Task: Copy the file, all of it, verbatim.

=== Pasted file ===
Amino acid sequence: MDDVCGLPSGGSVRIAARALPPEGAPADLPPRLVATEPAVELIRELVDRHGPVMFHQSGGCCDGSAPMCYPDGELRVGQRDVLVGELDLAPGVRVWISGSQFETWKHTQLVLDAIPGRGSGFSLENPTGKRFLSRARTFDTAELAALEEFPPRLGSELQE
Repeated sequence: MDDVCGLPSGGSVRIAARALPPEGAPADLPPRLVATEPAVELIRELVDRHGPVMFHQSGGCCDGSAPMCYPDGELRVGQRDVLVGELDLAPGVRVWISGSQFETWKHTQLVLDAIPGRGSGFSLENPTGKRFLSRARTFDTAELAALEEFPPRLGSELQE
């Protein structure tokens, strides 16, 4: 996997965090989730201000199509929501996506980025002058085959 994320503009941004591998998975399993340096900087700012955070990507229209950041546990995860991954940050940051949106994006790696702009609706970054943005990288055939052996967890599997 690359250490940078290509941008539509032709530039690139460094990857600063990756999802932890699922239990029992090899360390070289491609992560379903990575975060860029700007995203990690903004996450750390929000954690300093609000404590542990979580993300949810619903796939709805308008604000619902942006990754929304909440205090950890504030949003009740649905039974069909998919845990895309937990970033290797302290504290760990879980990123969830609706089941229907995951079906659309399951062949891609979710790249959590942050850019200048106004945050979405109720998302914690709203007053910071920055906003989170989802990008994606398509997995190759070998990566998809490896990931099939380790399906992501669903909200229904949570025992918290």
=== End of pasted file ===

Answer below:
Amino acid sequence: MDDVCGLPSGGSVRIAARALPPEGAPADLPPRLVATEPAVELIRELVDRHGPVMFHQSGGCCDGSAPMCYPDGELRVGQRDVLVGELDLAPGVRVWISGSQFETWKHTQLVLDAIPGRGSGFSLENPTGKRFLSRARTFDTAELAALEEFPPRLGSELQE
Repeated sequence: MDDVCGLPSGGSVRIAARALPPEGAPADLPPRLVATEPAVELIRELVDRHGPVMFHQSGGCCDGSAPMCYPDGELRVGQRDVLVGELDLAPGVRVWISGSQFETWKHTQLVLDAIPGRGSGFSLENPTGKRFLSRARTFDTAELAALEEFPPRLGSELQE
């Protein structure tokens, strides 16, 4: 996997965090989730201000199509929501996506980025002058085959 994320503009941004591998998975399993340096900087700012955070990507229209950041546990995860991954940050940051949106994006790696702009609706970054943005990288055939052996967890599997 690359250490940078290509941008539509032709530039690139460094990857600063990756999802932890699922239990029992090899360390070289491609992560379903990575975060860029700007995203990690903004996450750390929000954690300093609000404590542990979580993300949810619903796939709805308008604000619902942006990754929304909440205090950890504030949003009740649905039974069909998919845990895309937990970033290797302290504290760990879980990123969830609706089941229907995951079906659309399951062949891609979710790249959590942050850019200048106004945050979405109720998302914690709203007053910071920055906003989170989802990008994606398509997995190759070998990566998809490896990931099939380790399906992501669903909200229904949570025992918290």